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  • Kathryn Patterson

Why I'm Not A Feminist, Pt. 2: Rape

Third wave feminists rants and rails against rape, painting a picture of a world dominated by sexually-perverted men who rape women as a means to establish their power and control.   They claim that our society propagates a "rape culture" where it's okay for a man to do what he wants with a woman.  There are even some feminists who claim that #YesAllWomen have been raped.

Let's address their concerns one at a time.

The world is filled with men rape women as a means to establish their power and control.This statement is false, an exaggeration that spreads fear and misinformation.  First, in 2010 only  1.1% of women reported being raped.  That is not a large number, definitely not dominating and definitely not something you need to worry about.  Secondly, in 2010 1.1% of men reported being raped. That's right - women raped men as much as men raped women. Rape is not a female problem; it's a societal problem. The biggest difference between men and women getting raped is that we as a society either ignore men as victims or make fun of them for "letting" themselves get raped. Women have rape crisis centers, rape hotlines, specific laws designed to assist female rape victims; our emergency rooms even have special procedures that they follow to document a rape while caring for the female victim as best as they can.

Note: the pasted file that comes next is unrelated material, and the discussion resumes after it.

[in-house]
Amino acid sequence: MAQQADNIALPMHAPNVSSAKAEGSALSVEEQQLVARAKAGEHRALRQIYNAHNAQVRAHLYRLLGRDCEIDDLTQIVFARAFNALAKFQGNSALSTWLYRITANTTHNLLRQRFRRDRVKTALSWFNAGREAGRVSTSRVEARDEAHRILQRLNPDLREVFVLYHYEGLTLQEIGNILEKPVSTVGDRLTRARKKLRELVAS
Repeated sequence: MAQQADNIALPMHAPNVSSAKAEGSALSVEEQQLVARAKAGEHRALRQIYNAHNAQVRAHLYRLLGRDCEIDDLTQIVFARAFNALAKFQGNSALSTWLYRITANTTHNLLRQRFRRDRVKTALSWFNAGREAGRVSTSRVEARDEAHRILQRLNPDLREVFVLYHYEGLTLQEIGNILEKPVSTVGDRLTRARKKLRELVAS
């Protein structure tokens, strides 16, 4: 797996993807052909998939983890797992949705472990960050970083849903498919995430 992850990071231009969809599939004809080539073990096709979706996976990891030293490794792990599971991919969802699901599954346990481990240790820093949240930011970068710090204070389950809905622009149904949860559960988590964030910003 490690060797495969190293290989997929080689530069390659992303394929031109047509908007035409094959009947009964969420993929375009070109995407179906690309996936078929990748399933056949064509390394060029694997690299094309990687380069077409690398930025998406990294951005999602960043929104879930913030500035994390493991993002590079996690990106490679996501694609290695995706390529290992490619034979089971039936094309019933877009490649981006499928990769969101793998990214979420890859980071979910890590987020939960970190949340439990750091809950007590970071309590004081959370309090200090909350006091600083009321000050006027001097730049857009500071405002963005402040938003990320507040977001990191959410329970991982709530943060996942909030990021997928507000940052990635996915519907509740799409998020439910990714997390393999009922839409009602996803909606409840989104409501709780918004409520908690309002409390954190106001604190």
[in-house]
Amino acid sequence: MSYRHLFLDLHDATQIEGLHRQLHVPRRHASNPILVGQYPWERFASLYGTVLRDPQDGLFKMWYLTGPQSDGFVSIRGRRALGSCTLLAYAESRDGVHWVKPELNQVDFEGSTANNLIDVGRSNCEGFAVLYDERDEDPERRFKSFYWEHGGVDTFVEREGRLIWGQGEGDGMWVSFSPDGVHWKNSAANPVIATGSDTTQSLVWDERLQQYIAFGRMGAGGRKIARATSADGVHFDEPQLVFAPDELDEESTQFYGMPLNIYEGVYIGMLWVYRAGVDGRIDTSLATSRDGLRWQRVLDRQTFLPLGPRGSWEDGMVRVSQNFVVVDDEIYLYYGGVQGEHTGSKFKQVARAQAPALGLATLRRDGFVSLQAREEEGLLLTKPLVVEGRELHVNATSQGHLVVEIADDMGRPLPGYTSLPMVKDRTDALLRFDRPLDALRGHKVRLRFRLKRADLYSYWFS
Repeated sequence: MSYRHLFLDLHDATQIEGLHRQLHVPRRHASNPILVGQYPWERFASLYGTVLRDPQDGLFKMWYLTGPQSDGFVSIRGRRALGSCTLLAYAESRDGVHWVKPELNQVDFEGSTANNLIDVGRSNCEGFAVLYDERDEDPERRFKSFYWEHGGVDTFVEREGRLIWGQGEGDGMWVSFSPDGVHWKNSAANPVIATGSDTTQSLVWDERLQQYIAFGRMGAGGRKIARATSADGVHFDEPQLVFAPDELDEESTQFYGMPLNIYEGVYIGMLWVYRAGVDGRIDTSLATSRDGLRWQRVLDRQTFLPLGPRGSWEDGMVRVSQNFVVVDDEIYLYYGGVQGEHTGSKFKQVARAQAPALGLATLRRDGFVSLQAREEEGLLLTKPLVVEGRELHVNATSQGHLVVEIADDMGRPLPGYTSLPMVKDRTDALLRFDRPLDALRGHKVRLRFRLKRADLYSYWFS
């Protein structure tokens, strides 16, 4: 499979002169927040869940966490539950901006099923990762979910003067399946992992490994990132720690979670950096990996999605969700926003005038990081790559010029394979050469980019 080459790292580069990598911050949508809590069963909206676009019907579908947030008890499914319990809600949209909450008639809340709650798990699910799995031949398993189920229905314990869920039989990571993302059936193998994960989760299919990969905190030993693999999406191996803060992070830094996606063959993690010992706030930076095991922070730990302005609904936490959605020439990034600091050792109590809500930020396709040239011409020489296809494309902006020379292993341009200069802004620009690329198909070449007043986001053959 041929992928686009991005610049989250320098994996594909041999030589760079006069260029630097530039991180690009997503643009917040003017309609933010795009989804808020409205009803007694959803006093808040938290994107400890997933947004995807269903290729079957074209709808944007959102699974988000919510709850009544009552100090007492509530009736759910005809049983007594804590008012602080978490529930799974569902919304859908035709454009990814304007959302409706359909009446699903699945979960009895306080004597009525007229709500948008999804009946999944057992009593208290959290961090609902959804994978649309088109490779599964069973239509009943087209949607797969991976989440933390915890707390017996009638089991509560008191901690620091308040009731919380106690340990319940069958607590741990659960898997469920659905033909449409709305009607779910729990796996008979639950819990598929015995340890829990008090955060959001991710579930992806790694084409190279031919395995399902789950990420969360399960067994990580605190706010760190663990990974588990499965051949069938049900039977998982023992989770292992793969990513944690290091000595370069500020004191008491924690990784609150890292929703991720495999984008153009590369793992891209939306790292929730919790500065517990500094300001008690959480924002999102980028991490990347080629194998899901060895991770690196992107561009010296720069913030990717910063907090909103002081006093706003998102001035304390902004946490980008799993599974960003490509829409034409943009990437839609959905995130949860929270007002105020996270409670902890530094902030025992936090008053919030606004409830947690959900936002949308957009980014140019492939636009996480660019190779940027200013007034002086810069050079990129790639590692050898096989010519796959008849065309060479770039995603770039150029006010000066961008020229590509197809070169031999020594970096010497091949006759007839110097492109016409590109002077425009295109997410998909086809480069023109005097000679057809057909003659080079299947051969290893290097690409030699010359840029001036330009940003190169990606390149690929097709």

Our society propagates a "rape culture" where it's okay for a man to do what he wants with a woman.

I think an important question at this point is how do you define "rape culture".  According to Wikipedia:

Rape culture is a concept within feminist theory in which rape is pervasive and normalized due to societal attitudes about gender and sexuality. Behaviors commonly associated with rape culture include victim blaming, sexual objectification, trivializing rape, denial of widespread rape, or refusing to acknowledge the harm of some forms of sexual violence.Sadly, we do have a rape culture because feminists trivialize the rape of men, deny that men are raped, and refuse to acknowledge the harm done to men. Does this mean we don't have a rape culture for women?  I think that society has changed over the past twenty years, acknowledging it is not okay for a man to rape a woman and that it is not a woman's fault.  But we haven't even gotten around to acknowledge that male rape is a problem.

#YesAllWomen have been raped.

No, not all women have been raped.  I am insulted to think that women out there are attempting to include me as a rape victim when I have never been raped.  That degrades the pain and suffering of women who have been assaulted, burying them in the masses with a casual "it happens to everyone".

Truthfully, the number of women being raped has declined over the years, partially due to social pressures and partially due to educating men and woman on how to handle sexual situations.  There have been several successful campaign to teach men communicate with women to avoid a rape scenario, commonly labeled teaching men not to rape.  I find that particular title offensive to men because of the underlying assumption that every man will rape unless you teach him not to.  But we don't have any teach women not to rape campaigns, and most feminist take offense if you even mention the idea.  Because to acknowledge the need for such a campaign also acknowledge that male rape is a problem, and they don't want to do that.  It makes rape a better feminist topic if men don't get raped.

This is reason two why I'm not a feminist.  I know that rape is a social problem, not a female or male problem.  And we need to treat it as such.

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